Typical Boolean formulas can be added to SAT solver using class SatTranslation. This class offers translation of typical operations as and, or, not, xor, implication, all equalities and inequalities as well as reified versions of these. The following code illustrates use of the translation.

SatTranslation sat = new SatTranslation(store);

sat.impose(); // impose SAT-solver as constraint

BooleanVar a = new BooleanVar(store, "a");

BooleanVar b = new BooleanVar(store, "b");

BooleanVar c = new BooleanVar(store, "c");

// adding SAT clauses

sat.generate_implication(a, b);

sat.generate_and(new BooleanVar[] {a, b}, c);

sat.impose(); // impose SAT-solver as constraint

BooleanVar a = new BooleanVar(store, "a");

BooleanVar b = new BooleanVar(store, "b");

BooleanVar c = new BooleanVar(store, "c");

// adding SAT clauses

sat.generate_implication(a, b);

sat.generate_and(new BooleanVar[] {a, b}, c);

The code generates Boolean clause of the form (a → b) ∧ (a∧b = c) that is translated to CNF Boolean clause supported by the SAT solver.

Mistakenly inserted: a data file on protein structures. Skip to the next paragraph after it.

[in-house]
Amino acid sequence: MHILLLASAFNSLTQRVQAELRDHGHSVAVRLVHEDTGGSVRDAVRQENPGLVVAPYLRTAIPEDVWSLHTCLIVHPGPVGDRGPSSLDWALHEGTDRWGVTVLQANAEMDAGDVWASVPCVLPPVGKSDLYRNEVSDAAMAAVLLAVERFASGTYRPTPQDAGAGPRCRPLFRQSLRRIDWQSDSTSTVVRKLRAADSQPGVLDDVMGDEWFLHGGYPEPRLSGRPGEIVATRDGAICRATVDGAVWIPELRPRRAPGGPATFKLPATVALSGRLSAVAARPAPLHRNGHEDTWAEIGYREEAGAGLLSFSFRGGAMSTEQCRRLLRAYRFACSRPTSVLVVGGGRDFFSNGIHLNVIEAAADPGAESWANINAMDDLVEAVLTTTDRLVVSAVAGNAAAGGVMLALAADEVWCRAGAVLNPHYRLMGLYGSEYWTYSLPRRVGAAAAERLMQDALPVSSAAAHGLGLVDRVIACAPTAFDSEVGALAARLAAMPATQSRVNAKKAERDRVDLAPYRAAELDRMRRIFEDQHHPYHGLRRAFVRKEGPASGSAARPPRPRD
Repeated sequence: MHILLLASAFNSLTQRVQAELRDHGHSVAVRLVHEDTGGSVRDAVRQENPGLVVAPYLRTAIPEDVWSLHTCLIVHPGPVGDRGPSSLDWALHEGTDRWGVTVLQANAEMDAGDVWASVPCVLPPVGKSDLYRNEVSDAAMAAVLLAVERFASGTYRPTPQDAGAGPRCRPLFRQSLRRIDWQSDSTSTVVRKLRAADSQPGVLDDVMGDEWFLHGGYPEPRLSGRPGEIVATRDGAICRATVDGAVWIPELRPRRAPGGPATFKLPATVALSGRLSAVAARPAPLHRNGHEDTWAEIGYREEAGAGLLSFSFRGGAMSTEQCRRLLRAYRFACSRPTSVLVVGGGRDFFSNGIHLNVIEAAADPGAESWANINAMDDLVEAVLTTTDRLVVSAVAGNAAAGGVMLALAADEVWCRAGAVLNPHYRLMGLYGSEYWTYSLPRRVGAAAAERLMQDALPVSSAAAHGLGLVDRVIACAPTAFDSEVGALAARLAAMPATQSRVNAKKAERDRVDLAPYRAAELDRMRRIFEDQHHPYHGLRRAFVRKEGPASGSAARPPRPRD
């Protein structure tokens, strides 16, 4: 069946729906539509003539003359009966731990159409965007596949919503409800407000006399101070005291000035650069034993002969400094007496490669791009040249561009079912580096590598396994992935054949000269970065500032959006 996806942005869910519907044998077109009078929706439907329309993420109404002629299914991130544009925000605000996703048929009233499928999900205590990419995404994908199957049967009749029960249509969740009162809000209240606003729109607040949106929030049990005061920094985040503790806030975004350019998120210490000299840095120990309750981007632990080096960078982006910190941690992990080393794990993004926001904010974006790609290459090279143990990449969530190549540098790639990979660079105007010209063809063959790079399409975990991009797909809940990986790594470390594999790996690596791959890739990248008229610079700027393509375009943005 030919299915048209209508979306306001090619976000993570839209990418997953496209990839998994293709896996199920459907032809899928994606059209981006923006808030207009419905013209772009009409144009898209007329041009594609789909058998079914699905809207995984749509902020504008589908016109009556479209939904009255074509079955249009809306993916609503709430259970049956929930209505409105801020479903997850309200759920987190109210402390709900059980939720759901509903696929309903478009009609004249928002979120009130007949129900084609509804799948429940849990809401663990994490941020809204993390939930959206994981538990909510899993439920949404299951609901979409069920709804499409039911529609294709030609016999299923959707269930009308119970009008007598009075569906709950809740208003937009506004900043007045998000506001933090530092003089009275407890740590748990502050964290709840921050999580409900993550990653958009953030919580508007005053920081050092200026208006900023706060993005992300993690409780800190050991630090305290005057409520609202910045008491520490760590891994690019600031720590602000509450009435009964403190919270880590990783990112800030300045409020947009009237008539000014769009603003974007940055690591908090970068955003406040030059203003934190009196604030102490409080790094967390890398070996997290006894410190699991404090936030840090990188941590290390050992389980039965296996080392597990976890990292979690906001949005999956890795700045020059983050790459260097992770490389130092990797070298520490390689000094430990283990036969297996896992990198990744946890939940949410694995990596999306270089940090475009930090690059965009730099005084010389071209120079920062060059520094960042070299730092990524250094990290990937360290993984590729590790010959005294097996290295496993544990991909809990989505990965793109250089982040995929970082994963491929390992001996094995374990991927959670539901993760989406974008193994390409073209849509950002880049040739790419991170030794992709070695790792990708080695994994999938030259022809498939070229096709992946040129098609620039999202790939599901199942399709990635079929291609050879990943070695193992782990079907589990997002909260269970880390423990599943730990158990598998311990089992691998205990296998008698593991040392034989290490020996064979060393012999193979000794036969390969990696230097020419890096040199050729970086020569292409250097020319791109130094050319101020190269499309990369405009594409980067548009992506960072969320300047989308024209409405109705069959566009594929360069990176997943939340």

(a ∨ b) ∧

(a ∨b ∨ c) ∧

(a ∨c) ∧

(b ∨c)

The SAT translation performs several tasks. First, it defines SAT literals and binds Boolean variables to these literals. In our example, Boolean variables a, b and c are translated to literals, denoted by the same letter in the above formulas but they are different representations. Second, it adds CNF clauses representing Boolean clauses to the SAT solver. The SAT wrapper will then propagate changes between CP and SAT solver based on the evaluations of both solvers.

The search for solutions is identical with CP framework. In case of the example, we can make search on variables a, b and c. All solutions to the constraint are {0, 0, 0}, {0, 1, 0}, {1, 1, 1}